3000th Duel (Switch) review
"Probably not my 3000th Metroid clone..."
I'm going to sound awfully hypocritical here. You see, I recently reviewed Aggelos, a Metroid-style action-adventure trip that played like your average fantasy-based pathfinder, but more to its credit than detriment. Its dev knew what kind of game they were making, and played mostly to its genre's strongest tropes. Of course, that approach meant Aggelos would struggle to stand out in a world where scores of strong offerings in the same category already exist. At the same time, I can that at least its individual campaign beats didn't bleed together so badly that the whole experience felt samey from start to finish...
I think you know what I'm about to say regarding 3000th Duel...
No, I don't dislike Duel; quite the contrary. It offers most qualities you would expect from a mash-up of Metroid and Dark Souls: challenging segments, menacing bosses, detailed customization, engaging combat that emphasizes timing and observation, rich lore, a refillable healing item (called "Violet Scripture" instead of Estus Flask), and mountains of weapons to collect. Unlike your typical Souls wannabe, though, this one doesn't toss you into the deep end and tell you to sink or swim. It eases you into its madness, providing ample spaces early on to grind quickly and get your stats up before you fight the first couple of bosses.
As with any piece of this nature, you eventually run afoul of obstacles you can't cross. Mainly, they take the form of exits or treasure chests your standard jump can't reach. In other places, locked doors and defunct portals await event items before they allow you to cross into new domains. Even with those impasses, though, you find plenty of side avenues and detours to check out. Duel nails map structure, providing you with whole levels you can explore before advancing with the quest, allowing you to fight some of the game's bosses in a variety of orders.
Much like the Souls series, annihilating foes earns you glowing orbs (called "karma"), which you can spend to boost one statistic per level. Here, you only choose from four attributes to bolster, including vitality, strength, mind, and activity (in other words, stamina). Unfortunately, your choices remain mostly limited to three types of weapons or a fair helping of spells you wish to use, which don't vary much at all. You don't really enter this affair looking for a blade or spear in particular around which to build your warrior. Rather, you end up going after the most powerful weapon or spell and using karma to upgrade it as much as possible. Sadly, though you can create a small number of differing builds here, the game's leveling system isn't as detailed as it could be.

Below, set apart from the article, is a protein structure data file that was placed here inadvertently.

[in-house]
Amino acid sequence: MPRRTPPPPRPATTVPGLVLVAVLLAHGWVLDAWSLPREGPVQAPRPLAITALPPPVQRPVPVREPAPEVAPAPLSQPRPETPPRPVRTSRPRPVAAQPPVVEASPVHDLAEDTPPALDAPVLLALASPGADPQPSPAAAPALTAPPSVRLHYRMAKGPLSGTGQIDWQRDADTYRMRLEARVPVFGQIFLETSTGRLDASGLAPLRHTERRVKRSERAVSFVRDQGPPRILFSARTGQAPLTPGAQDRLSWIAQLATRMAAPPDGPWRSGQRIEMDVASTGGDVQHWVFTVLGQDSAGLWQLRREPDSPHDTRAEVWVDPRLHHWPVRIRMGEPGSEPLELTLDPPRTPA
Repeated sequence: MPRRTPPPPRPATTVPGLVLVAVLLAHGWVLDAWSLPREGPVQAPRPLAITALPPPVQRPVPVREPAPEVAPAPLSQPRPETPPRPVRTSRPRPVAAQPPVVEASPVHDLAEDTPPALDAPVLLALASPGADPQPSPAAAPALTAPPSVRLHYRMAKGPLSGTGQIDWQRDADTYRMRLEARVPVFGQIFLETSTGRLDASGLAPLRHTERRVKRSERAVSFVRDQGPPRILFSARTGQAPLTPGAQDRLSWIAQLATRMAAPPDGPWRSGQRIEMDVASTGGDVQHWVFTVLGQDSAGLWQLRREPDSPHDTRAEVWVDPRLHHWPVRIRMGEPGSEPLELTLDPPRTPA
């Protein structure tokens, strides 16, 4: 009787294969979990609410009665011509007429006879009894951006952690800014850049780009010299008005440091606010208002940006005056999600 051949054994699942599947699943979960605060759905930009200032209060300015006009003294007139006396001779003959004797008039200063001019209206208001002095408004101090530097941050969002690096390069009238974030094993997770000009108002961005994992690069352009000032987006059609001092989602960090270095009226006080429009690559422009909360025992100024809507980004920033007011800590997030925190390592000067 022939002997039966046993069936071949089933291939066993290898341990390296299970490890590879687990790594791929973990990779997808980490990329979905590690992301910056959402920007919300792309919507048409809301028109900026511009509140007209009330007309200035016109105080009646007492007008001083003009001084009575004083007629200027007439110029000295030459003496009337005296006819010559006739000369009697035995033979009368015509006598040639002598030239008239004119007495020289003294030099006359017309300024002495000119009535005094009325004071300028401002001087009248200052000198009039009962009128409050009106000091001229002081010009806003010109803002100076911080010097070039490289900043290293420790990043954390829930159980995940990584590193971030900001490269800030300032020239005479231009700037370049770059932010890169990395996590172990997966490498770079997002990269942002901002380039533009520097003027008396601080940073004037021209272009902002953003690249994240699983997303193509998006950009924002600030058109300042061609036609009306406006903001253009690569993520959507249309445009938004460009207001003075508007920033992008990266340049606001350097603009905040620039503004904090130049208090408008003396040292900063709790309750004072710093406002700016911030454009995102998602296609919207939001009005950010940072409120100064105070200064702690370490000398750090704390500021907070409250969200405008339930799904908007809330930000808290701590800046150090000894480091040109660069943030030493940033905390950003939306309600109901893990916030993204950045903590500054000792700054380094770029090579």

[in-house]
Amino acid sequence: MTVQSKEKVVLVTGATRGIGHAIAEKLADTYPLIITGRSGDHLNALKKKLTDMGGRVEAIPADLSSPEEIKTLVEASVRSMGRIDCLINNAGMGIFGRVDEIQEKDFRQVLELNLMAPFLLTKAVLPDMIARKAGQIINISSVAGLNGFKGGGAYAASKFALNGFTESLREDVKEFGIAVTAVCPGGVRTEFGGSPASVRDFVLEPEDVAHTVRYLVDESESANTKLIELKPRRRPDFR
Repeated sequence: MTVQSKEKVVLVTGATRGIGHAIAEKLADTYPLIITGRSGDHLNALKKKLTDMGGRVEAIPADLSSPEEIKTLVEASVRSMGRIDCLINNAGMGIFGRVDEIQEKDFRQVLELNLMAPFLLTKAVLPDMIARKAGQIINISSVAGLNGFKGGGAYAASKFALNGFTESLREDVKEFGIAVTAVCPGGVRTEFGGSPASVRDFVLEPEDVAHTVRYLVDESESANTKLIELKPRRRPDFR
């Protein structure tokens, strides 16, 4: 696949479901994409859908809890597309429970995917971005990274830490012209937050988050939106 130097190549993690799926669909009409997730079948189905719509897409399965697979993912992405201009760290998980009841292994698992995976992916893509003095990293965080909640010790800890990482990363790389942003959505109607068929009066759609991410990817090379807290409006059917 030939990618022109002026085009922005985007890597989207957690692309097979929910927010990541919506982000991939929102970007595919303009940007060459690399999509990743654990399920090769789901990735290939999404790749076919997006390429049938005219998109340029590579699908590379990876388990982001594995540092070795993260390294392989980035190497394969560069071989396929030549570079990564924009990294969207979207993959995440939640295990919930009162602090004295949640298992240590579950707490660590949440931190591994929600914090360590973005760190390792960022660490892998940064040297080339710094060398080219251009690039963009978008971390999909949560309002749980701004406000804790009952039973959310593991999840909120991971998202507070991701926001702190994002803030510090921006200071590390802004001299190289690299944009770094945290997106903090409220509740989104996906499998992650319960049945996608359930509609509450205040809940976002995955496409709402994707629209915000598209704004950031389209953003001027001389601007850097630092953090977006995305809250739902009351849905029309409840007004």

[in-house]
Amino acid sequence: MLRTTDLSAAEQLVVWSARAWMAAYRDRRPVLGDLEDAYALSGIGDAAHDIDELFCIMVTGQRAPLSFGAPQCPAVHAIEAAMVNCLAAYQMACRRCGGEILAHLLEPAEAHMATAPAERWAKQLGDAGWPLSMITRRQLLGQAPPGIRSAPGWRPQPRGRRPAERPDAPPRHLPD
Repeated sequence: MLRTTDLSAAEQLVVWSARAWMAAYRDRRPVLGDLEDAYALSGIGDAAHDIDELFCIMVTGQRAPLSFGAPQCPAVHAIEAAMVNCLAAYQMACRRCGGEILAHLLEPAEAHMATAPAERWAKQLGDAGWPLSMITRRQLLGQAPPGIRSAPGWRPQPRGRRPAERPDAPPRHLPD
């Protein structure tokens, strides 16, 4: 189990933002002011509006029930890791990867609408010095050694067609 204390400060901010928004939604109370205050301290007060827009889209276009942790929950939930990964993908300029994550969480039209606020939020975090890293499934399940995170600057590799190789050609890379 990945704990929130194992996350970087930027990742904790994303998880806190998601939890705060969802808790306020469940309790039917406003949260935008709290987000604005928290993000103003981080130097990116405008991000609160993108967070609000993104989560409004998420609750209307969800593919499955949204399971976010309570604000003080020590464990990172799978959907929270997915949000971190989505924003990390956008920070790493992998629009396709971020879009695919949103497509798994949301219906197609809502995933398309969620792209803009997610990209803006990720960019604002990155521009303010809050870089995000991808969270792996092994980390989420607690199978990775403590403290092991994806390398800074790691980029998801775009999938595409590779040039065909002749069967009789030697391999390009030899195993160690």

The pacing slackens a bit after the early phases, mainly because the game holds off on giving you the obligatory double-jump ability. You blast full several regions at this point that come across as padding. Once you finally secure the mythical technique, though, the campaign picks up in earnest, sending you to the loftiest parts of the battlefield to find items that advance the storyline quickly. This is the point in which the campaign hooks you in, beckoning you to come back and climb higher or delve deeper into its dankest chambers to see what semi-adorable horrors lie in the muck and dust there.